Hardware margins remain under pressure, putting greater onus on software and services. Even more importantly, the trend of customers wanting to acquire "solutions", rather than products they put together themselves, is ongoing. Vendors that have traditionally supplied point products now - even more than before - have to be ready to change.
By combining insights from the many surveys we run each year it is possible to make a stab at a few areas likely to see significant client activity. One area that is almost certain to continue to prove impossible to avoid for organisations is the purchase of storage offerings, in the wake of the expanding volumes of data generated by enterprise applications and users.
Looking beyond basic storage platforms, I expect to see users buying kit with more effective storage/information management capabilities. This could well include those explicitly seeking to minimise the growth of the primary data they store - such as data deduplication. In addition, I expect a steady rise in the use of content management and archiving. This will help limit data growth on cheap-to-acquire but costly-to-operate storage arrays. Furthermore, improved classification of the data will better inform business decisions.
The second area I see is the management of mobile devices and the securing of the corporate information they hold. Many now expect to be able to use their personal devices of all kinds to access an expanding portfolio of corporate services, applications and data.
Copyright Freeform Dynamics 2013 -- All rights reserved
The challenge is that many organisations have limited experience of existing mobile device management offerings - never mind the new ones that seem constantly to emerge. They don't know what these offerings can do. So the channel is likely to have plenty of opportunities if it can identify and explain effective solutions.
Virtualisation will continue to expand in the mid-market and more slowly in smaller businesses. Years of Freeform Dynamics research highlight that, while the benefits of simple x86 Server virtualisation are well understood, few firms have managed to establish good operational processes, supported by effective management tools, that will keep virtual servers operating securely and with optimum resource use. These could be areas for partners to explore.
Desktop virtualisation is serving a wider range of use cases as well, and is another area that could well grow in the next year or two. Our research shows continuing interest in the possibilities, yet few organisations seem to understand which type of approach will suit.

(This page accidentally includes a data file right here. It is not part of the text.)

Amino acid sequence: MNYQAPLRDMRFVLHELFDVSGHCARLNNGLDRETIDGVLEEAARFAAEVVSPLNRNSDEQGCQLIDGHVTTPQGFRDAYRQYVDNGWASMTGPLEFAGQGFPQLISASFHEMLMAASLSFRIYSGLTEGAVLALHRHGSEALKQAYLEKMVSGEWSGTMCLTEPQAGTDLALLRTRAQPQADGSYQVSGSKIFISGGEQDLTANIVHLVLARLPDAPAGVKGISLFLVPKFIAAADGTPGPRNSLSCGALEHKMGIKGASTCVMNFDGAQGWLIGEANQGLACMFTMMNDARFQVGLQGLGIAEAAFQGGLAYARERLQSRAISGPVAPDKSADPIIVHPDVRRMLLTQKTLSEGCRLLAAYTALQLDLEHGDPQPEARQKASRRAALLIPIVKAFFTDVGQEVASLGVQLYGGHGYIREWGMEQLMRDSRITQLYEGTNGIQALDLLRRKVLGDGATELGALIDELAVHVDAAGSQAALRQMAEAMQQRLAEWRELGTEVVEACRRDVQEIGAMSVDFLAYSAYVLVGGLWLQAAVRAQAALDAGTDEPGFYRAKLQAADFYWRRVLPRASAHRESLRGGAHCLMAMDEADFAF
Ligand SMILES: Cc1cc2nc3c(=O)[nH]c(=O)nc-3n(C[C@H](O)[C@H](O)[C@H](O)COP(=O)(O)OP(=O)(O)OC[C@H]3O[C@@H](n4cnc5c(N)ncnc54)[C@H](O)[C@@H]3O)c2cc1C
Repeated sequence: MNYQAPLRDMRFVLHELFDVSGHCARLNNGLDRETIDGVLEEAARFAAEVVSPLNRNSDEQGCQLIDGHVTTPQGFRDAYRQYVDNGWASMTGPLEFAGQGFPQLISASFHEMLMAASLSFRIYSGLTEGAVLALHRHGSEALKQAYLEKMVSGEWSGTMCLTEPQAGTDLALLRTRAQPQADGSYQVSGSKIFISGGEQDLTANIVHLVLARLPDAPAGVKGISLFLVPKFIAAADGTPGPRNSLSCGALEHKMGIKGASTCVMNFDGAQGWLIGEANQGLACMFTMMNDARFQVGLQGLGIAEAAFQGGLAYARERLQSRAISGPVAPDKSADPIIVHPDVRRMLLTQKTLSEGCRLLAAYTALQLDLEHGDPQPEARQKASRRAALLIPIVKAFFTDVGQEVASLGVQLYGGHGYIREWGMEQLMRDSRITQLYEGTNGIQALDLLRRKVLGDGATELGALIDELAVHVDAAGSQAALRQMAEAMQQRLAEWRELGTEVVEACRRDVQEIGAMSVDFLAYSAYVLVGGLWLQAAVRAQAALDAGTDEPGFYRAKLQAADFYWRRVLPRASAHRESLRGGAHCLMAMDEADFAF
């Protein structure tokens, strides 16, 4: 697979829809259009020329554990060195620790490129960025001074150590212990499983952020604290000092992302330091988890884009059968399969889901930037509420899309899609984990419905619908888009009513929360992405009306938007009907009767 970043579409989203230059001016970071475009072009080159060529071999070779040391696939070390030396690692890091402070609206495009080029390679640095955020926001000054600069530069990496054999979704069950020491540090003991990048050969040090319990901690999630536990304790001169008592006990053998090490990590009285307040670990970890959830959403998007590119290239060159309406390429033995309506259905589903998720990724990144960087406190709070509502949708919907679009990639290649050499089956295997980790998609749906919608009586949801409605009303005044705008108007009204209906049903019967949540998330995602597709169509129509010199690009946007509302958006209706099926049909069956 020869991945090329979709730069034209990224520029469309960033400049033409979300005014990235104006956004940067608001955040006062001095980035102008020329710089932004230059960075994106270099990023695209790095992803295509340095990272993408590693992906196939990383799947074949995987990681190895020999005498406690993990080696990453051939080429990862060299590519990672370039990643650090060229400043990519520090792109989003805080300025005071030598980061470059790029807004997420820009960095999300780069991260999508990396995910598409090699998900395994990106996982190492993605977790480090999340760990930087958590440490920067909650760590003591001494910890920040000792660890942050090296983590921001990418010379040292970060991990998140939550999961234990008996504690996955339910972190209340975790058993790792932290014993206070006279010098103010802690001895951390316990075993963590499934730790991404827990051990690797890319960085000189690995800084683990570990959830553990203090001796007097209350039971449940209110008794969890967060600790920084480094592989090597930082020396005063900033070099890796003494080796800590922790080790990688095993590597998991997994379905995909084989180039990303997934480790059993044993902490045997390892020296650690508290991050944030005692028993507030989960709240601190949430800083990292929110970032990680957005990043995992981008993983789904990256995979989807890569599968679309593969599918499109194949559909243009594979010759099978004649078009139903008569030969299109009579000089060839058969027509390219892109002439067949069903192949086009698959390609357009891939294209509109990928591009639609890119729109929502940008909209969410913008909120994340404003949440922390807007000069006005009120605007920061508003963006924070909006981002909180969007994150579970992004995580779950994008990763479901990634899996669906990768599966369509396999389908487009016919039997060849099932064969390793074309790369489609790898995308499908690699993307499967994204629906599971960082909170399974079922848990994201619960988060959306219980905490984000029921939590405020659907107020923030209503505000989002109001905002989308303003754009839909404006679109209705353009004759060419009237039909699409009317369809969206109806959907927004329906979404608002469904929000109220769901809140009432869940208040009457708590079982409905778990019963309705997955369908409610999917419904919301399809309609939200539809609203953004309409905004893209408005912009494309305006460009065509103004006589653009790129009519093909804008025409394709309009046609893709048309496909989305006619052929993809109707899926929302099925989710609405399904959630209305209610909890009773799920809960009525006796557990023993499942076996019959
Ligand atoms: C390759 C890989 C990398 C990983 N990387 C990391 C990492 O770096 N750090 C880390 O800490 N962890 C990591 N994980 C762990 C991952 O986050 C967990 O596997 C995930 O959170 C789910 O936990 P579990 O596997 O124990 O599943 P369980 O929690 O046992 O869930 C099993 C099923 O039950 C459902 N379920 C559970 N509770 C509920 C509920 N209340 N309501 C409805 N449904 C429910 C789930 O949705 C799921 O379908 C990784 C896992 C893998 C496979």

Until recently, many potential use cases foundered. Costs, notably those associated with back end storage, reduced the appeal although significant benefits, notably in terms of enhancing security, support benefits, or flexibility, could justify the expenditure.
Certain costs, however, are now decreasing - so there's considerable opportunity for channel partners, especially as many of the incumbent software vendors are keen to boost adoption as well.
A final area where organisations may spend is security, particularly around information management, where external regulatory and compliance directives will continue to demand more of enterprises of all sizes. A full panoply of security solutions could come into play, from basic data protection to full scale encryption and network enhancements.
Indeed, numerous organisations are telling us they need to address many facets of security in the coming year. Once again, channel partners will have to be prepared to guide potential customers, as well as potentially taking on routine administration for customers which lack the skills or inclination to do this for themselves.
This suggests a related area for channels around offering and supplying managed services. Multiple 2013 studies of ours suggested SMBs will consider buying managed services delivered by their channel partners if it removes an operational burden.
One study - at http://bit.ly/1a6iM11 - suggested they would prefer to take cloud services from their usual channel partners rather than going directly to large or global cloud vendors.
First, find cloud suppliers with business models which suit channel resale, and then be able to support your customers' introduction to and use of such solutions.
So there are significant opportunities. The key will be providing things which deliver clear customer benefits alongside excellent support and ongoing service. In some areas, channel partners must be prepared to educate the customer base which solutions will fit. But there is scope to grow, and grow profitably.
Tony Lock is programme director at Freeform Dynamics
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